I’m counting down the days until it happens, 5 weeks from now, when it all comes to a head: public schools in New York City close for the summer and Summer Reading officially begins. Maybe you’re in a community that sees an early start to summer, or maybe you have a few more weeks to prepare yourself for what will inevitably be a summer of fun, friends, and great books. My library system always has its own summer reading list, but a lot of kids like to read “off script” and pick titles that don’t coincide with the theme. Even so, they’re often looking for recommendations and an opportunity to swap some shop talk about interesting titles.
We often think of using social media as a means to share book recommendations and details about upcoming programs/events. These are such natural extensions of library services, so if your system is using social media (hopefully they are), you’re probably already generating this type of content. But what do you do when your feed starts to feel like the same-old posts on repeat? And what less conventional uses of these tools could your library possibly benefit from?
“Access to technology is a critical component for success …. Children who can access information via technology are at an advantage, and can better succeed in school. For kids with disabilities, the need for technology is even greater. Computers with appropriate technology can level the playing field, allowing kids with disabilities to compete fairly with their non-disabled peers.” Center for Accessible Technology https://www.cforat.org/
Free play is child-directed, voluntary, internally motivated, and fun. It strengthens physical, emotional, social, cognitive, creative skills and fosters communication skills as well. Children talk and listen while they play, and they also read, write, draw, and sing! According to Dr. Karyn Purvis, it takes 400 repetitions to create a new synapse in the brain- unless it’s done with active play. In that case it takes only 10-20 repetitions. Play is truly the work of a child and also a pleasant vehicle for interaction between kids and their grownups.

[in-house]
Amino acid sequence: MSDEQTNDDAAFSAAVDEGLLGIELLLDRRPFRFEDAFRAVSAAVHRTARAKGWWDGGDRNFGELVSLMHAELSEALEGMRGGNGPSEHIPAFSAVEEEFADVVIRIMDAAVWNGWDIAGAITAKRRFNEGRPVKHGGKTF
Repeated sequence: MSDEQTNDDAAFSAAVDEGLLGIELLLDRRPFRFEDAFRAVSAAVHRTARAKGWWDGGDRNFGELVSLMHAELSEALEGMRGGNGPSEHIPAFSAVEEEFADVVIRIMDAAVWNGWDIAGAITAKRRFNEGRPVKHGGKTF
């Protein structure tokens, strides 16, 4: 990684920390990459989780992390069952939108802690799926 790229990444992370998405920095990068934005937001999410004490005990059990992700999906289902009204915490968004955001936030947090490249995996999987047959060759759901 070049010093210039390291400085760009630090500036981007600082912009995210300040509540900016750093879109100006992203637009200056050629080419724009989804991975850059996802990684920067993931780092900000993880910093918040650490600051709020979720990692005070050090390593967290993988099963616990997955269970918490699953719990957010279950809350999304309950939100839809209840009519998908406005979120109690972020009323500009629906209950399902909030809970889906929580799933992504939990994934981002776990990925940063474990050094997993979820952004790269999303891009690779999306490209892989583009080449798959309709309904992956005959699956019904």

Jillian Woychowski is the Library Media Specialist at West Haven High School and a member of the ALA Interdivisional Committee for School and Public Library Cooperation. Kymberlee Powe is the Head of Children’s and Teen Library Services at the West Haven Public Library I am very lucky as a school librarian to work so well with my public librarians. Our city’s children’s and teen services librarian has held card drives and visits me on a regular basis. We’ve coordinated getting materials for each other and worked together on summer reading. We also share the experience of serving on our state book award committee. I served on the high school level 2018 Nutmeg committee and Kym just wrapped serving on the middle grades committee for 2020 (see nutmegaward.org). Being on the committee for a state book is a serious time commitment, requiring reading 75-150 books and monthly meetings to discuss them. For…
Today is Earth Day! All around the world, libraries will be putting on programs and highlighting collections that encourage youth to engage in their communities in order to protect and renew the planet we call home. This year, our library combined our passion for early childhood services with our passion for sustainability, and got extra-creative about designing a library space from a repurposed shipping container. Taking inspiration from shipping container libraries around the world, our Director, Gretchen Caserotti, got to work, collaborating with the city and local community partners (the YMCA and St. Luke’s Health Care). The shipping container was installed in July 2018, and interior and exterior finishings were completed in September, with an opening date of October 1, 2018. Since opening, we’ve had more than 2,000 caregivers and their children come through the Tiny Library’s doors and engage in new ways with the space, and…
Nearly a year ago, I wrote about an after-hours family program I planned and implemented at my branch. While I would have liked to provide an update, detailing changes we’ve made and patron response, we were unfortunately forced to postpone these programs indefinitely. But NYPL is still offering incredible family programming across the system, and one of my favorites is a series at Chatham Square (in Chinatown). Friday Night Fun is a monthly event where children with disabilities and their families can come to socialize, play games, draw, and participate in storytime – all in a comfortable and welcoming setting. And while I’ve assisted with this series in the past, I’m a relative newcomer to Friday Night Fun. To get an idea of how this program came together, I sent some questions to the creator himself, Jeff Katz.
Hi everyone! It has been a goal of mine to teach a coding with HTML class to tween patrons (ages 9-12) at my library, and this post will detail my first ever time doing so.